This is a remarkable admission from an independent and unprejudiced authority. He candidly declares they never understood the situation in America. Neither was it understood in England, and the House of Commons is the last place which tries to understand anything except party or personal interests. There is just about as much freedom of opinion and individual independence in Parliament as there could be in a slave state. In Ireland, as I have said, outside Munster the truth was never allowed to reach the people. Even the great national movement which Mr William O’Brien re-created in the United Irish League had almost ceased to function. It was gradually superseded by a secret sectarian organisation which was the absolute antithesis of all free development of democratic opinion and the complete negation of liberty and fair play.
Up in the north of Ireland there existed an organisation of a secret and sworn character which was an evil inheritance of an evil generation. From the fact that the Ribbonmen used to meet in a shebeen owned by one Molly Maguire, with the Irish adaptability for attaching nicknames to anything short of what is sacred, they became known as “Molly Maguires,” or, for short, “the Mollies.” In some ill-omened day branches of the Ancient Order of Hibernians, which had seceded from the American order of that name, began to interest themselves in Ulster in political affairs. They called themselves the Board of Erin, but they were, as I have said, more generally known as “the Mollies.” They were a narrowly sectarian institution and they had the almost blasphemous rule that nobody but a Catholic frequenting the Sacraments could remain a member. They had their own ritual and initiation ceremony, founded on the Orange and Masonic precedents, and had their secret signs and passwords. It is possible that they were at first intended to be a Catholic protection society in Ulster at the end of the eighteenth century to combat the aggressiveness and the fanatical intolerance of the Orange Order, who sought nothing less than the complete extermination of the Catholic tenantry. A Catholic Defence organisation was a necessity in those circumstances, but when the occasion that gave it justification and sanction had passed it would have been better if it were likewise allowed to pass. Any organisation which fans the flames of sectarianism and feeds the fires of religious bigotry should have no place in a community which claims the sacred right of freedom. It was the endeavour of Mr O’Brien and his friends finally to close this bitter chapter of Irish history by reconciling the ancient differences of the sects and inducing all Irishmen of good intent to meet upon a common platform in which there should be no rivalries except the noble emulations of men seeking the weal of the whole by the combined effort of all.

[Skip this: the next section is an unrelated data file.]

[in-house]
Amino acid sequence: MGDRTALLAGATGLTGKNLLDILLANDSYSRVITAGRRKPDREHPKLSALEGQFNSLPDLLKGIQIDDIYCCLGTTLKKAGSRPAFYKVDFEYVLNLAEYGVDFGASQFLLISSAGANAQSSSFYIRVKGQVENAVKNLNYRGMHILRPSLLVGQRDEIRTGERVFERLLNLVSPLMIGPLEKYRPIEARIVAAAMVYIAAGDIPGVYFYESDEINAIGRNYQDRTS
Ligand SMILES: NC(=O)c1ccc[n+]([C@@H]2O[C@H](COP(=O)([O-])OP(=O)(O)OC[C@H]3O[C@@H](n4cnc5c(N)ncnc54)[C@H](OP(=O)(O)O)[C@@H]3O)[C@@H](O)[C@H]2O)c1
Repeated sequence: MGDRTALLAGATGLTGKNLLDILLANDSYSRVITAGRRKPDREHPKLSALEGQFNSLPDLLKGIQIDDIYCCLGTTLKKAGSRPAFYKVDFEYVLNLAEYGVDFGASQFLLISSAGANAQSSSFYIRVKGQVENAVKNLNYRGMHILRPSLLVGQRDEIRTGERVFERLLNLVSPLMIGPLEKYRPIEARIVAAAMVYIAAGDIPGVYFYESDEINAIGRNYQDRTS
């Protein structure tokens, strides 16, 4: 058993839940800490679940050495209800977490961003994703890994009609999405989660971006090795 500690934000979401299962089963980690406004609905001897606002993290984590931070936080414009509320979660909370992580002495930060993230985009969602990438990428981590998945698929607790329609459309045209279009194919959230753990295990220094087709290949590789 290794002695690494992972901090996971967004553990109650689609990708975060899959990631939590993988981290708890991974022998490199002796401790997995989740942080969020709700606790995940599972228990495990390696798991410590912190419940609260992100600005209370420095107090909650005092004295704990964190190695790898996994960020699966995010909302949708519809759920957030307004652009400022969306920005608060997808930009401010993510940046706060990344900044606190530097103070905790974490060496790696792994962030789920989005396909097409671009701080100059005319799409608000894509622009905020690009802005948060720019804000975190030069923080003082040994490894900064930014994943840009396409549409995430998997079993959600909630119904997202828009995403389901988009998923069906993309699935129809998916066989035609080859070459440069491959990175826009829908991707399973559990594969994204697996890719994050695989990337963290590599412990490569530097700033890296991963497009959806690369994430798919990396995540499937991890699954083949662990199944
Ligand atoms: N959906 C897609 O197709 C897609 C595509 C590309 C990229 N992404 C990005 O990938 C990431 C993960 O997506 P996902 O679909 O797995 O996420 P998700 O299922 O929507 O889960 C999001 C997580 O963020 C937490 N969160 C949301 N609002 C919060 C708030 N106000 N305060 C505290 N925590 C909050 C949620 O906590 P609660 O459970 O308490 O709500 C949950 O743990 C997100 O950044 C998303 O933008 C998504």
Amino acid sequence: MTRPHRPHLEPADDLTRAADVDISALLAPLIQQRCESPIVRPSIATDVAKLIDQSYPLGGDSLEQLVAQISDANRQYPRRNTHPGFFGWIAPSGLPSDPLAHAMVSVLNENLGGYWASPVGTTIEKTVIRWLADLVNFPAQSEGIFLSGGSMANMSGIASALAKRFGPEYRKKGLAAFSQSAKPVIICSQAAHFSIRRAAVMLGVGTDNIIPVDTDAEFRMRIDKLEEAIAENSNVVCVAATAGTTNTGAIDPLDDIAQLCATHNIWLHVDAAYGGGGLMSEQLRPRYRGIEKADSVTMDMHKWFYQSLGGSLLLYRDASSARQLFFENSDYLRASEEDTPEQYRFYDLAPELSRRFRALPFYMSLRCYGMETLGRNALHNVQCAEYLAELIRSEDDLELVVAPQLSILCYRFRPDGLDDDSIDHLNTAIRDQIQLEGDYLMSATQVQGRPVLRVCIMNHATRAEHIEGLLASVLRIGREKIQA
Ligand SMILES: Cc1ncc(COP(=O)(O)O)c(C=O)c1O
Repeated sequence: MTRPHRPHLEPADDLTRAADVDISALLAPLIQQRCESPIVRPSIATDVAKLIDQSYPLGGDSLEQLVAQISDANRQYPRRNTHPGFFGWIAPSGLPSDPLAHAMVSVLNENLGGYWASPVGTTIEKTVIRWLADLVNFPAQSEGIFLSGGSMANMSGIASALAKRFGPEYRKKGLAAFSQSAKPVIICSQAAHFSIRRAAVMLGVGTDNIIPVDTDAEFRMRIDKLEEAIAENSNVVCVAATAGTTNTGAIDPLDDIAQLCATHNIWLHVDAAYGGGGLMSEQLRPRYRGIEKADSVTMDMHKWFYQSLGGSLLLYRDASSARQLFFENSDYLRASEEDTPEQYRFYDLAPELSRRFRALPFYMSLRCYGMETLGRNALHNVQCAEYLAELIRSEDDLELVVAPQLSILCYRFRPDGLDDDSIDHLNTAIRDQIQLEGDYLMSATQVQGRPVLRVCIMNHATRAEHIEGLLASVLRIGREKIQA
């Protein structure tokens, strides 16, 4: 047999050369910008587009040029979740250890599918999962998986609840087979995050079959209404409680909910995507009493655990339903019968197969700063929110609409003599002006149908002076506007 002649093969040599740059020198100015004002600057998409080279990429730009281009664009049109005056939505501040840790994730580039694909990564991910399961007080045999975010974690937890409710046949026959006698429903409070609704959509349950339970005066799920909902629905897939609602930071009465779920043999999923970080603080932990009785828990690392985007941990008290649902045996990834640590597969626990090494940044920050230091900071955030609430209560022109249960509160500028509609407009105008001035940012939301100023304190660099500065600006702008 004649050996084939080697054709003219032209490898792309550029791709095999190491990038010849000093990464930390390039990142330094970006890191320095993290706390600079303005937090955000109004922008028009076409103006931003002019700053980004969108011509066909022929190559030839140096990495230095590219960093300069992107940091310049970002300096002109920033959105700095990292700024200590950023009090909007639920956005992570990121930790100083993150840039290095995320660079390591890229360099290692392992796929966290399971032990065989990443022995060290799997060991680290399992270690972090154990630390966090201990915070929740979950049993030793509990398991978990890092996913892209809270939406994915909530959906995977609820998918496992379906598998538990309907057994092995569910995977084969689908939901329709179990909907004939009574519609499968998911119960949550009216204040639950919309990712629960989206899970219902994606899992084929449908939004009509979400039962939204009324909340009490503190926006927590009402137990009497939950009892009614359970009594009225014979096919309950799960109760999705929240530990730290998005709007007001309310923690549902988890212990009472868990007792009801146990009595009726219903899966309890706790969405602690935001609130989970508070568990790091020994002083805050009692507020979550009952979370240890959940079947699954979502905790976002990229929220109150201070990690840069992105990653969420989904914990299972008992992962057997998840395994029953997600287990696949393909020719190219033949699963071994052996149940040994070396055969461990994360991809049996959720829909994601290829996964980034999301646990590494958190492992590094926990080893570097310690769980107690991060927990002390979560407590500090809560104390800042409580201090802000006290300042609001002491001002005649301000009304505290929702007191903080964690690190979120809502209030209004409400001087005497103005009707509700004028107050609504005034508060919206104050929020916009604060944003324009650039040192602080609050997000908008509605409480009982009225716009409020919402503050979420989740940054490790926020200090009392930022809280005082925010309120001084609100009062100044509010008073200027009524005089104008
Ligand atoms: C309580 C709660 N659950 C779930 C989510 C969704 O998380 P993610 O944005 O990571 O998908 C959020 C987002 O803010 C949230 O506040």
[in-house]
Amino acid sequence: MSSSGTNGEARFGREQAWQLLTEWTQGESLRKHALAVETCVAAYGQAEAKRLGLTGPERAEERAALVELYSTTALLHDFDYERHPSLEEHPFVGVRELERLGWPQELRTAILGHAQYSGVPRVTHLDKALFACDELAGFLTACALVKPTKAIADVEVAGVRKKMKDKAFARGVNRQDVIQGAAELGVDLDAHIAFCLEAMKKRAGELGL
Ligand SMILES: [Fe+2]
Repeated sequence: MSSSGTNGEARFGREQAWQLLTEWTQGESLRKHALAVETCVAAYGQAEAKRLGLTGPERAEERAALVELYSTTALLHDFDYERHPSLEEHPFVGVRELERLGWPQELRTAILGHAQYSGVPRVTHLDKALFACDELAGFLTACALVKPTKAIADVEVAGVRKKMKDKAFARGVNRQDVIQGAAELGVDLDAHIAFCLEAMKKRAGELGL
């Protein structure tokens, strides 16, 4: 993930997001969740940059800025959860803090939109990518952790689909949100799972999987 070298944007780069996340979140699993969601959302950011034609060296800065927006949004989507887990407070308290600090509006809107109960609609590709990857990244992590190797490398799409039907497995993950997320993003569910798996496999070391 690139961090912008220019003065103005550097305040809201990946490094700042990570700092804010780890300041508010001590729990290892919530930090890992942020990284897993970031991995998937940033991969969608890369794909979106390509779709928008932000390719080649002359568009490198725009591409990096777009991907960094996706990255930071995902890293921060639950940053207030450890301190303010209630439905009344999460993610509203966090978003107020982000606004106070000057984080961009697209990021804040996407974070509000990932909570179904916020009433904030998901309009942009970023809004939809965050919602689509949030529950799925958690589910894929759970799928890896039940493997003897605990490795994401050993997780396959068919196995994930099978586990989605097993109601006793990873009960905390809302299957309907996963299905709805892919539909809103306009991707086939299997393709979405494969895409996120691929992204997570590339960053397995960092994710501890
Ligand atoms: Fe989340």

Whatever unfortunate circumstance or combination of circumstances gave impulse to “the Board of Erin,” I know not-whether it arose out of a vainglorious purpose to meet the Orangemen with a weapon of import similar to their own, or whether it was merely the love of young people to have association with the occult, I can merely conjecture—but it was only when Mr Joseph Devlin assumed the leadership of it that it began to acquire an influence in politics which could have no other ending than a disastrous one.
Never before was the cause of Irish liberty associated with sectarianism. Wolfe Tone, Robert Emmet and Thomas Davis are regarded as the most inspired apostles and confessors of Irish nationality. It was a profanation of their memory and an insult to their creed that in the first decade of the twentieth century any man or band of men should have been audacious enough to superimpose upon the structure of the national movement an organisation which in addition to being secret and sectarian was grossly sordid and selfish in its aims.
Stealthily and insidiously “the Board of Erin” got its grip in the United Irish League. It “bossed,” by establishing a superiority of numbers, the Standing Committee. Then by “getting hold” of the officers of Divisional Executives and branches it acquired control over the entire machinery of the movement, and thus, in an amazingly short space of time, it secured an ascendancy of a most deadly and menacing character. Its first overt act of authority was to strangle freedom of speech and to kill land purchase. What Mr John Dillon had been unable to do through his control of the Party and his collusion with The Freeman’s Journal the Board of Erin most effectively accomplished by an energetic use of boxwood batons and, at a later time, weapons of a more lethal character.